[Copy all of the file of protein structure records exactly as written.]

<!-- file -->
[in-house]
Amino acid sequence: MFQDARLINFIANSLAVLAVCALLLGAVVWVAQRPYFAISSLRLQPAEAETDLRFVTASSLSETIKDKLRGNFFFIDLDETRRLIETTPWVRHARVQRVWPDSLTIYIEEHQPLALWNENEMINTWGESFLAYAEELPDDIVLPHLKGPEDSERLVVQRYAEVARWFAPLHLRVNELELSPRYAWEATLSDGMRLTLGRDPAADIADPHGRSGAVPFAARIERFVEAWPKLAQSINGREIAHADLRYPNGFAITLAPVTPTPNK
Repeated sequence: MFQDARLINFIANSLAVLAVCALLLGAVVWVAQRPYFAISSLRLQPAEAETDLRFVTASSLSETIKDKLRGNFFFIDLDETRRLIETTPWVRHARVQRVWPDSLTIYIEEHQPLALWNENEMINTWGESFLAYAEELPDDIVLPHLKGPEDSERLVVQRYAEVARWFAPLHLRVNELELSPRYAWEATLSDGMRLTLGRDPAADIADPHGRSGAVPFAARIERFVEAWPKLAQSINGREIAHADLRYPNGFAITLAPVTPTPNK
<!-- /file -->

[in-house]
Amino acid sequence: MFQDARLINFIANSLAVLAVCALLLGAVVWVAQRPYFAISSLRLQPAEAETDLRFVTASSLSETIKDKLRGNFFFIDLDETRRLIETTPWVRHARVQRVWPDSLTIYIEEHQPLALWNENEMINTWGESFLAYAEELPDDIVLPHLKGPEDSERLVVQRYAEVARWFAPLHLRVNELELSPRYAWEATLSDGMRLTLGRDPAADIADPHGRSGAVPFAARIERFVEAWPKLAQSINGREIAHADLRYPNGFAITLAPVTPTPNK
Repeated sequence: MFQDARLINFIANSLAVLAVCALLLGAVVWVAQRPYFAISSLRLQPAEAETDLRFVTASSLSETIKDKLRGNFFFIDLDETRRLIETTPWVRHARVQRVWPDSLTIYIEEHQPLALWNENEMINTWGESFLAYAEELPDDIVLPHLKGPEDSERLVVQRYAEVARWFAPLHLRVNELELSPRYAWEATLSDGMRLTLGRDPAADIADPHGRSGAVPFAARIERFVEAWPKLAQSINGREIAHADLRYPNGFAITLAPVTPTPNK